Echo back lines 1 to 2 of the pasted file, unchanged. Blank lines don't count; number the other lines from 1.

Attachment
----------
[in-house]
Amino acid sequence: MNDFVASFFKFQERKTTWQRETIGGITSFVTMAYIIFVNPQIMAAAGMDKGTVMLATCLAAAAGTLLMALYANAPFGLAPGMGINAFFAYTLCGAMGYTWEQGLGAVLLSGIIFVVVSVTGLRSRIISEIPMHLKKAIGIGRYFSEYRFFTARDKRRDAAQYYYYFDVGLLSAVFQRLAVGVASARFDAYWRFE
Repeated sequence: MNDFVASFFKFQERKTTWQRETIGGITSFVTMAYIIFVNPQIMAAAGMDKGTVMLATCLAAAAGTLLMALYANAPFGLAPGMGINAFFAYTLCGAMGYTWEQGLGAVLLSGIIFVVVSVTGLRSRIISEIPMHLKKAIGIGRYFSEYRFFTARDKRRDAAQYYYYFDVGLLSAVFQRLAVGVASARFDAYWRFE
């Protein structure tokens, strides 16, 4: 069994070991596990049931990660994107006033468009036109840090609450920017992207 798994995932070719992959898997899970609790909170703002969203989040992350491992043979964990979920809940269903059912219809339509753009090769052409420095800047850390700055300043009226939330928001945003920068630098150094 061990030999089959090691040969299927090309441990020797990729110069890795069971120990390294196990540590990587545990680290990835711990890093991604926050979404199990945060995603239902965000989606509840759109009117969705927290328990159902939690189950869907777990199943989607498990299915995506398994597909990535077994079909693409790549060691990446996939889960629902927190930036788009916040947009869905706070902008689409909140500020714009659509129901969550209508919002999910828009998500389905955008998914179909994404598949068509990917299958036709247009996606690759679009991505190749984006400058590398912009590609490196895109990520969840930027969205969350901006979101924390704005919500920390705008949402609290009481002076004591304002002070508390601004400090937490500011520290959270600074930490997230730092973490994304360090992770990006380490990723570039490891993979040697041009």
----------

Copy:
[in-house]
Amino acid sequence: MNDFVASFFKFQERKTTWQRETIGGITSFVTMAYIIFVNPQIMAAAGMDKGTVMLATCLAAAAGTLLMALYANAPFGLAPGMGINAFFAYTLCGAMGYTWEQGLGAVLLSGIIFVVVSVTGLRSRIISEIPMHLKKAIGIGRYFSEYRFFTARDKRRDAAQYYYYFDVGLLSAVFQRLAVGVASARFDAYWRFE